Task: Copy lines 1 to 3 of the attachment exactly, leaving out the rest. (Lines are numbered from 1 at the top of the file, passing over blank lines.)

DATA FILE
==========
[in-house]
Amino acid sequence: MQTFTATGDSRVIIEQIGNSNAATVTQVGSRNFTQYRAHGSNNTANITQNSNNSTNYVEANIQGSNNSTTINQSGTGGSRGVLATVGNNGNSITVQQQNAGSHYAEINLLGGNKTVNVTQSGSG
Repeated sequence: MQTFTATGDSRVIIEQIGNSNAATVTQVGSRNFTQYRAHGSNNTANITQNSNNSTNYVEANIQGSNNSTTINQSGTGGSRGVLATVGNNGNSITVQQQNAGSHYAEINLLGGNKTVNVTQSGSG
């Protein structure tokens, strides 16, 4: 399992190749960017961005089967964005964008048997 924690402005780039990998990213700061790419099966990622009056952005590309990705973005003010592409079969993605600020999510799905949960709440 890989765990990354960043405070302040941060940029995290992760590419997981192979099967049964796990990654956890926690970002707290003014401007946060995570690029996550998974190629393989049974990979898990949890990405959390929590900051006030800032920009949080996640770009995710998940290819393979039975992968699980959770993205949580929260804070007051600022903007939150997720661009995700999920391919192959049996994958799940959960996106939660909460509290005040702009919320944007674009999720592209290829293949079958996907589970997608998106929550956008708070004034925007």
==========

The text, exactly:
[in-house]
Amino acid sequence: MQTFTATGDSRVIIEQIGNSNAATVTQVGSRNFTQYRAHGSNNTANITQNSNNSTNYVEANIQGSNNSTTINQSGTGGSRGVLATVGNNGNSITVQQQNAGSHYAEINLLGGNKTVNVTQSGSG
Repeated sequence: MQTFTATGDSRVIIEQIGNSNAATVTQVGSRNFTQYRAHGSNNTANITQNSNNSTNYVEANIQGSNNSTTINQSGTGGSRGVLATVGNNGNSITVQQQNAGSHYAEINLLGGNKTVNVTQSGSG